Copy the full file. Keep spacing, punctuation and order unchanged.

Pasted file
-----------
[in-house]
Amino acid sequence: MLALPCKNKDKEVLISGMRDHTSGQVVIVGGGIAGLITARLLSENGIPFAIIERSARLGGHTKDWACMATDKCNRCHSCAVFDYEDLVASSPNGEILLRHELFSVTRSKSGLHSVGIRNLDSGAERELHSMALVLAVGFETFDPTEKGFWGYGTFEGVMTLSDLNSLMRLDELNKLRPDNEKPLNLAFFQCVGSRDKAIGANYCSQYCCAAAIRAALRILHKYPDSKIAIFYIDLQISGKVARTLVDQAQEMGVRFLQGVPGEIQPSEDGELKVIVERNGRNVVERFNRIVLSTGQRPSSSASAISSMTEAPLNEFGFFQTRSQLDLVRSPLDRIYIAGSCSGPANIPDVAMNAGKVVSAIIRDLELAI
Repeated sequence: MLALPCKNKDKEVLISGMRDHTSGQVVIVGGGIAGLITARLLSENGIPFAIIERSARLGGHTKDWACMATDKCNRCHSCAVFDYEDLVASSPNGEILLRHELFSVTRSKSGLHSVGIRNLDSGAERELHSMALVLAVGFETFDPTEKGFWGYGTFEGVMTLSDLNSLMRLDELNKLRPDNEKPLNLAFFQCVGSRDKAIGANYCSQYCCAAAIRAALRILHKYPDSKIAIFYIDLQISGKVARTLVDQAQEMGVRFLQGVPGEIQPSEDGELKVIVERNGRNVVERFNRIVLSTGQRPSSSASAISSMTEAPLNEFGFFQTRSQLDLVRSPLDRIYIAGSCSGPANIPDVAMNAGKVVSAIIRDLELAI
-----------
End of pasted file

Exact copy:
[in-house]
Amino acid sequence: MLALPCKNKDKEVLISGMRDHTSGQVVIVGGGIAGLITARLLSENGIPFAIIERSARLGGHTKDWACMATDKCNRCHSCAVFDYEDLVASSPNGEILLRHELFSVTRSKSGLHSVGIRNLDSGAERELHSMALVLAVGFETFDPTEKGFWGYGTFEGVMTLSDLNSLMRLDELNKLRPDNEKPLNLAFFQCVGSRDKAIGANYCSQYCCAAAIRAALRILHKYPDSKIAIFYIDLQISGKVARTLVDQAQEMGVRFLQGVPGEIQPSEDGELKVIVERNGRNVVERFNRIVLSTGQRPSSSASAISSMTEAPLNEFGFFQTRSQLDLVRSPLDRIYIAGSCSGPANIPDVAMNAGKVVSAIIRDLELAI
Repeated sequence: MLALPCKNKDKEVLISGMRDHTSGQVVIVGGGIAGLITARLLSENGIPFAIIERSARLGGHTKDWACMATDKCNRCHSCAVFDYEDLVASSPNGEILLRHELFSVTRSKSGLHSVGIRNLDSGAERELHSMALVLAVGFETFDPTEKGFWGYGTFEGVMTLSDLNSLMRLDELNKLRPDNEKPLNLAFFQCVGSRDKAIGANYCSQYCCAAAIRAALRILHKYPDSKIAIFYIDLQISGKVARTLVDQAQEMGVRFLQGVPGEIQPSEDGELKVIVERNGRNVVERFNRIVLSTGQRPSSSASAISSMTEAPLNEFGFFQTRSQLDLVRSPLDRIYIAGSCSGPANIPDVAMNAGKVVSAIIRDLELAI